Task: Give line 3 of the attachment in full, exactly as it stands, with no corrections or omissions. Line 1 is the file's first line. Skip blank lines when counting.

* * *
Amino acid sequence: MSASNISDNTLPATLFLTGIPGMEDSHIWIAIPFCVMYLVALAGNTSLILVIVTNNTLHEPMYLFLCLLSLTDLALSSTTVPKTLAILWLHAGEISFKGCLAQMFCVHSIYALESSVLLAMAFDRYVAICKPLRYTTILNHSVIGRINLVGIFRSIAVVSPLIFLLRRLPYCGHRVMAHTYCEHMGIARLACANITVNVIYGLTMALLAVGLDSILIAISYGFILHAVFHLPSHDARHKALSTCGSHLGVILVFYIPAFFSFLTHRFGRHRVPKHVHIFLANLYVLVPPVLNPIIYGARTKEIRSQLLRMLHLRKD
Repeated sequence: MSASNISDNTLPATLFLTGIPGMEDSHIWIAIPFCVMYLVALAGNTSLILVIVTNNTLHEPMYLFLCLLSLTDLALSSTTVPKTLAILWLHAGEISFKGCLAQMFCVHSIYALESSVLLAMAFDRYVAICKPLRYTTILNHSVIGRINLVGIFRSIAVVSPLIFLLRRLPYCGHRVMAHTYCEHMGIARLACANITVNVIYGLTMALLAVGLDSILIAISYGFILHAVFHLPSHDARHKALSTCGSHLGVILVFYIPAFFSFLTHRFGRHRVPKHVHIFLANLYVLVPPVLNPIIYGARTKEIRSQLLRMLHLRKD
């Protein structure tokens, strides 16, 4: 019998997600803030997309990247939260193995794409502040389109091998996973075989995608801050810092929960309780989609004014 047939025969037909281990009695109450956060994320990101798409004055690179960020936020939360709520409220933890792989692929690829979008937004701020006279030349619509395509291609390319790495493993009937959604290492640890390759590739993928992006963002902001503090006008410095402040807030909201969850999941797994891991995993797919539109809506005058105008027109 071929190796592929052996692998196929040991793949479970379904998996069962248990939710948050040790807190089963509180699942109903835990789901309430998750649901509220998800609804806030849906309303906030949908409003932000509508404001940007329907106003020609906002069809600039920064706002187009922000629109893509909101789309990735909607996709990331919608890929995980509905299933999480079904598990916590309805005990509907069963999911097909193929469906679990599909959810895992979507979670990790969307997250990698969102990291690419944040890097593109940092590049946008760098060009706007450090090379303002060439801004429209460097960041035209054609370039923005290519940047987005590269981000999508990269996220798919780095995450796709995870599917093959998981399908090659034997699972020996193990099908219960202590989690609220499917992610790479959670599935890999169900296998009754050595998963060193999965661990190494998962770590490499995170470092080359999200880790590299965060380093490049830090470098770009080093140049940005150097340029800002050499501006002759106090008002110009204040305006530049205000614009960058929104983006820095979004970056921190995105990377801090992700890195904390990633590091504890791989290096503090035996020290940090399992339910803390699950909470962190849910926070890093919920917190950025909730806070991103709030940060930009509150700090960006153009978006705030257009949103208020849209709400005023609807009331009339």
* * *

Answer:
């Protein structure tokens, strides 16, 4: 019998997600803030997309990247939260193995794409502040389109091998996973075989995608801050810092929960309780989609004014 047939025969037909281990009695109450956060994320990101798409004055690179960020936020939360709520409220933890792989692929690829979008937004701020006279030349619509395509291609390319790495493993009937959604290492640890390759590739993928992006963002902001503090006008410095402040807030909201969850999941797994891991995993797919539109809506005058105008027109 071929190796592929052996692998196929040991793949479970379904998996069962248990939710948050040790807190089963509180699942109903835990789901309430998750649901509220998800609804806030849906309303906030949908409003932000509508404001940007329907106003020609906002069809600039920064706002187009922000629109893509909101789309990735909607996709990331919608890929995980509905299933999480079904598990916590309805005990509907069963999911097909193929469906679990599909959810895992979507979670990790969307997250990698969102990291690419944040890097593109940092590049946008760098060009706007450090090379303002060439801004429209460097960041035209054609370039923005290519940047987005590269981000999508990269996220798919780095995450796709995870599917093959998981399908090659034997699972020996193990099908219960202590989690609220499917992610790479959670599935890999169900296998009754050595998963060193999965661990190494998962770590490499995170470092080359999200880790590299965060380093490049830090470098770009080093140049940005150097340029800002050499501006002759106090008002110009204040305006530049205000614009960058929104983006820095979004970056921190995105990377801090992700890195904390990633590091504890791989290096503090035996020290940090399992339910803390699950909470962190849910926070890093919920917190950025909730806070991103709030940060930009509150700090960006153009978006705030257009949103208020849209709400005023609807009331009339």